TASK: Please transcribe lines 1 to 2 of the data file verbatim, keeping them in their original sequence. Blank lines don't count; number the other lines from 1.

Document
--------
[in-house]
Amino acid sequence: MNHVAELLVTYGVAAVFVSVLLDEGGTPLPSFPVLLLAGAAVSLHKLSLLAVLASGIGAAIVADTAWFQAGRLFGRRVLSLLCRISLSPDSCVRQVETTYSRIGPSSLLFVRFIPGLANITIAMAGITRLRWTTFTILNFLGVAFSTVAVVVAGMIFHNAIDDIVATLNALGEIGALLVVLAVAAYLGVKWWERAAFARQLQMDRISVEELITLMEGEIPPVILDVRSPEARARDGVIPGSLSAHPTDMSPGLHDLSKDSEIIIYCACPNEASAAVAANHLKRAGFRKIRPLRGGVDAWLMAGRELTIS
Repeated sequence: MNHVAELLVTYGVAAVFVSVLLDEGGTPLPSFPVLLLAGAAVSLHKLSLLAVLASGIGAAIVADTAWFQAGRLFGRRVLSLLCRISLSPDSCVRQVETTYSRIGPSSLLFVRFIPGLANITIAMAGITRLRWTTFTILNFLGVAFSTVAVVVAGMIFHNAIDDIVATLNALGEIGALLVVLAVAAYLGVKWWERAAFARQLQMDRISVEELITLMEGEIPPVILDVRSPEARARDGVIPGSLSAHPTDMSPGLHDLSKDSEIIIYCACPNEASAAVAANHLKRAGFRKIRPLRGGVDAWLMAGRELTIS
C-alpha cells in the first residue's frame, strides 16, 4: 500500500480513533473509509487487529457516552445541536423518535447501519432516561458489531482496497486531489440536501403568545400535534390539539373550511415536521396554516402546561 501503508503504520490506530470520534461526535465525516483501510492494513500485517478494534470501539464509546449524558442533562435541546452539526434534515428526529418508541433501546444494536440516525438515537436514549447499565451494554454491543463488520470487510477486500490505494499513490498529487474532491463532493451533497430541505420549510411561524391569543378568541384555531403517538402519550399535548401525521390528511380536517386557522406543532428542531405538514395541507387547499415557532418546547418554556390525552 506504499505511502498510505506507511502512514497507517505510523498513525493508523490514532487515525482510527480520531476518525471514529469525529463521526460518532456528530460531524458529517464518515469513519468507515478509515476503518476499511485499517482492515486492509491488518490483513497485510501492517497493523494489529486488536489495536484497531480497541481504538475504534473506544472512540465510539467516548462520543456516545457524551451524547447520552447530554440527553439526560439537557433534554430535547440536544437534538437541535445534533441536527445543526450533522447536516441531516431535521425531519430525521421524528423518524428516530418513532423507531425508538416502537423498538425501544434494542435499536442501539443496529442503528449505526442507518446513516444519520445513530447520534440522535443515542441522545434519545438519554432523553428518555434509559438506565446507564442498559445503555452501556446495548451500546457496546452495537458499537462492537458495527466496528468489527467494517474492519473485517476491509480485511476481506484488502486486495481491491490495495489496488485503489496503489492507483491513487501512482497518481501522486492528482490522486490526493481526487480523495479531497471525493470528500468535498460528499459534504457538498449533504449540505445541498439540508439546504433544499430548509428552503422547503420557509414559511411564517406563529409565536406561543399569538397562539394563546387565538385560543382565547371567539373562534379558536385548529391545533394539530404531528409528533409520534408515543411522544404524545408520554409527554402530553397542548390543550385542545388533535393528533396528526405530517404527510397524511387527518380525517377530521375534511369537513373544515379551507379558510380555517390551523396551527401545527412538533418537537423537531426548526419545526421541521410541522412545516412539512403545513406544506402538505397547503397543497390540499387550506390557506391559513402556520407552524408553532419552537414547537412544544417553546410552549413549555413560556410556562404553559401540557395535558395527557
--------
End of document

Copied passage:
[in-house]
Amino acid sequence: MNHVAELLVTYGVAAVFVSVLLDEGGTPLPSFPVLLLAGAAVSLHKLSLLAVLASGIGAAIVADTAWFQAGRLFGRRVLSLLCRISLSPDSCVRQVETTYSRIGPSSLLFVRFIPGLANITIAMAGITRLRWTTFTILNFLGVAFSTVAVVVAGMIFHNAIDDIVATLNALGEIGALLVVLAVAAYLGVKWWERAAFARQLQMDRISVEELITLMEGEIPPVILDVRSPEARARDGVIPGSLSAHPTDMSPGLHDLSKDSEIIIYCACPNEASAAVAANHLKRAGFRKIRPLRGGVDAWLMAGRELTIS